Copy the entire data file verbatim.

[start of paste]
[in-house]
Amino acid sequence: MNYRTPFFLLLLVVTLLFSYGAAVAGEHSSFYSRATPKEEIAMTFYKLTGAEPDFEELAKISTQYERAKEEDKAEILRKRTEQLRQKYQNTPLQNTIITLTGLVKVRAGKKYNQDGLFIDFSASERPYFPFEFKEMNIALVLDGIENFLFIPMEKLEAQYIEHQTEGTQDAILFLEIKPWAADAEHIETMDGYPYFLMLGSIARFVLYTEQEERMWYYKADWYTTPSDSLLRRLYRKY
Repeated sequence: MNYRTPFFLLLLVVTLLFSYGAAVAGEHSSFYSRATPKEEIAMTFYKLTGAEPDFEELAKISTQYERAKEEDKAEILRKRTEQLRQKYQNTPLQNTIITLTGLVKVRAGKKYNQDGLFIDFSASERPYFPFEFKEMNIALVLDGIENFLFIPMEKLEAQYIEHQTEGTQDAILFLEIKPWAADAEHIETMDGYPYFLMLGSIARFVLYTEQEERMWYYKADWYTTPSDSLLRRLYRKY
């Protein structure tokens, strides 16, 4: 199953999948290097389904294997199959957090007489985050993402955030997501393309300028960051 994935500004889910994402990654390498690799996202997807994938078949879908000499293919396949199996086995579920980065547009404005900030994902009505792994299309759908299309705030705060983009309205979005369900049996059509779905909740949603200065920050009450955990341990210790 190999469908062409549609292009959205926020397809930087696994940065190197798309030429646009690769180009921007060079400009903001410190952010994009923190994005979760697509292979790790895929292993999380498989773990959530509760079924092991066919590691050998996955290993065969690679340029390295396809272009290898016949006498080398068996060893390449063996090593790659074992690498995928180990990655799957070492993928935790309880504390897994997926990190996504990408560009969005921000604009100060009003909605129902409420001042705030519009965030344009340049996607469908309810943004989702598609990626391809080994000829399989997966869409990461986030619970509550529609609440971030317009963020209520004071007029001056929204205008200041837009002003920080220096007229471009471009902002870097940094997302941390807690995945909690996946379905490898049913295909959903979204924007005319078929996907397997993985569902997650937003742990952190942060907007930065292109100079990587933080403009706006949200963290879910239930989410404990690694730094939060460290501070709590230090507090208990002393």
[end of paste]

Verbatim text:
[in-house]
Amino acid sequence: MNYRTPFFLLLLVVTLLFSYGAAVAGEHSSFYSRATPKEEIAMTFYKLTGAEPDFEELAKISTQYERAKEEDKAEILRKRTEQLRQKYQNTPLQNTIITLTGLVKVRAGKKYNQDGLFIDFSASERPYFPFEFKEMNIALVLDGIENFLFIPMEKLEAQYIEHQTEGTQDAILFLEIKPWAADAEHIETMDGYPYFLMLGSIARFVLYTEQEERMWYYKADWYTTPSDSLLRRLYRKY
Repeated sequence: MNYRTPFFLLLLVVTLLFSYGAAVAGEHSSFYSRATPKEEIAMTFYKLTGAEPDFEELAKISTQYERAKEEDKAEILRKRTEQLRQKYQNTPLQNTIITLTGLVKVRAGKKYNQDGLFIDFSASERPYFPFEFKEMNIALVLDGIENFLFIPMEKLEAQYIEHQTEGTQDAILFLEIKPWAADAEHIETMDGYPYFLMLGSIARFVLYTEQEERMWYYKADWYTTPSDSLLRRLYRKY
């Protein structure tokens, strides 16, 4: 199953999948290097389904294997199959957090007489985050993402955030997501393309300028960051 994935500004889910994402990654390498690799996202997807994938078949879908000499293919396949199996086995579920980065547009404005900030994902009505792994299309759908299309705030705060983009309205979005369900049996059509779905909740949603200065920050009450955990341990210790 190999469908062409549609292009959205926020397809930087696994940065190197798309030429646009690769180009921007060079400009903001410190952010994009923190994005979760697509292979790790895929292993999380498989773990959530509760079924092991066919590691050998996955290993065969690679340029390295396809272009290898016949006498080398068996060893390449063996090593790659074992690498995928180990990655799957070492993928935790309880504390897994997926990190996504990408560009969005921000604009100060009003909605129902409420001042705030519009965030344009340049996607469908309810943004989702598609990626391809080994000829399989997966869409990461986030619970509550529609609440971030317009963020209520004071007029001056929204205008200041837009002003920080220096007229471009471009902002870097940094997302941390807690995945909690996946379905490898049913295909959903979204924007005319078929996907397997993985569902997650937003742990952190942060907007930065292109100079990587933080403009706006949200963290879910239930989410404990690694730094939060460290501070709590230090507090208990002393």